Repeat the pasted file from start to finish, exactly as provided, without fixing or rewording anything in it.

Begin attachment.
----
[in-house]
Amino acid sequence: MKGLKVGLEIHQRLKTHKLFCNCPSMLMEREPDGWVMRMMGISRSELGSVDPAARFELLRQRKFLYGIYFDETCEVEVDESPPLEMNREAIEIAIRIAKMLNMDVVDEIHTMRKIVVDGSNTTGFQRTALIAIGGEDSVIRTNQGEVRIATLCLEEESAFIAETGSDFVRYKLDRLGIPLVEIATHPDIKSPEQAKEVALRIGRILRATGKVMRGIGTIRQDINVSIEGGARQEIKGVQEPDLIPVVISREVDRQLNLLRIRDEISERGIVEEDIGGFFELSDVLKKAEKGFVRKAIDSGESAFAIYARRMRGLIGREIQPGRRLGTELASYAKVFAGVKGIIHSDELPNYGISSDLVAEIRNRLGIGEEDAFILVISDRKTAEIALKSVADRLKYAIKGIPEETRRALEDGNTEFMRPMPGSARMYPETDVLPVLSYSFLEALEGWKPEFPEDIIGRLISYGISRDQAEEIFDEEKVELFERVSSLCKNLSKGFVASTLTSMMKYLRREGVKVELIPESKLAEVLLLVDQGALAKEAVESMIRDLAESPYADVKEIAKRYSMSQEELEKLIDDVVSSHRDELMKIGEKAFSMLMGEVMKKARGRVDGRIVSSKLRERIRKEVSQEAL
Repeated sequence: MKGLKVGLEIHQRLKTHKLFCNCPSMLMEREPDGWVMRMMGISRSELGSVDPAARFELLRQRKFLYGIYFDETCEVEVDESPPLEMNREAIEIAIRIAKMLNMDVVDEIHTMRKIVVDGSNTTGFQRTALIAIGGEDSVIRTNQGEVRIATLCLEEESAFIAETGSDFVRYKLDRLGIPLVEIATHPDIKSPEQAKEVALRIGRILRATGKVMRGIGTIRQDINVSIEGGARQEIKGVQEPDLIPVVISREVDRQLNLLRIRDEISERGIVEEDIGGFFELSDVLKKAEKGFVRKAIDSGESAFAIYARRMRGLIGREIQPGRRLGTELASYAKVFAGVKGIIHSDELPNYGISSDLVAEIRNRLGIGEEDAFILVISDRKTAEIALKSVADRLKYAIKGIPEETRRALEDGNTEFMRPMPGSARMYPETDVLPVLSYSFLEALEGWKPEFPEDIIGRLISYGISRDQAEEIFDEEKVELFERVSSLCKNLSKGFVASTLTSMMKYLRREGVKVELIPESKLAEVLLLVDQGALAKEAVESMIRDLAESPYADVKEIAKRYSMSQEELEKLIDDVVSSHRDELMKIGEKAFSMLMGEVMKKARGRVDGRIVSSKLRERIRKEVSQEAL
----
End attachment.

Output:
[in-house]
Amino acid sequence: MKGLKVGLEIHQRLKTHKLFCNCPSMLMEREPDGWVMRMMGISRSELGSVDPAARFELLRQRKFLYGIYFDETCEVEVDESPPLEMNREAIEIAIRIAKMLNMDVVDEIHTMRKIVVDGSNTTGFQRTALIAIGGEDSVIRTNQGEVRIATLCLEEESAFIAETGSDFVRYKLDRLGIPLVEIATHPDIKSPEQAKEVALRIGRILRATGKVMRGIGTIRQDINVSIEGGARQEIKGVQEPDLIPVVISREVDRQLNLLRIRDEISERGIVEEDIGGFFELSDVLKKAEKGFVRKAIDSGESAFAIYARRMRGLIGREIQPGRRLGTELASYAKVFAGVKGIIHSDELPNYGISSDLVAEIRNRLGIGEEDAFILVISDRKTAEIALKSVADRLKYAIKGIPEETRRALEDGNTEFMRPMPGSARMYPETDVLPVLSYSFLEALEGWKPEFPEDIIGRLISYGISRDQAEEIFDEEKVELFERVSSLCKNLSKGFVASTLTSMMKYLRREGVKVELIPESKLAEVLLLVDQGALAKEAVESMIRDLAESPYADVKEIAKRYSMSQEELEKLIDDVVSSHRDELMKIGEKAFSMLMGEVMKKARGRVDGRIVSSKLRERIRKEVSQEAL
Repeated sequence: MKGLKVGLEIHQRLKTHKLFCNCPSMLMEREPDGWVMRMMGISRSELGSVDPAARFELLRQRKFLYGIYFDETCEVEVDESPPLEMNREAIEIAIRIAKMLNMDVVDEIHTMRKIVVDGSNTTGFQRTALIAIGGEDSVIRTNQGEVRIATLCLEEESAFIAETGSDFVRYKLDRLGIPLVEIATHPDIKSPEQAKEVALRIGRILRATGKVMRGIGTIRQDINVSIEGGARQEIKGVQEPDLIPVVISREVDRQLNLLRIRDEISERGIVEEDIGGFFELSDVLKKAEKGFVRKAIDSGESAFAIYARRMRGLIGREIQPGRRLGTELASYAKVFAGVKGIIHSDELPNYGISSDLVAEIRNRLGIGEEDAFILVISDRKTAEIALKSVADRLKYAIKGIPEETRRALEDGNTEFMRPMPGSARMYPETDVLPVLSYSFLEALEGWKPEFPEDIIGRLISYGISRDQAEEIFDEEKVELFERVSSLCKNLSKGFVASTLTSMMKYLRREGVKVELIPESKLAEVLLLVDQGALAKEAVESMIRDLAESPYADVKEIAKRYSMSQEELEKLIDDVVSSHRDELMKIGEKAFSMLMGEVMKKARGRVDGRIVSSKLRERIRKEVSQEAL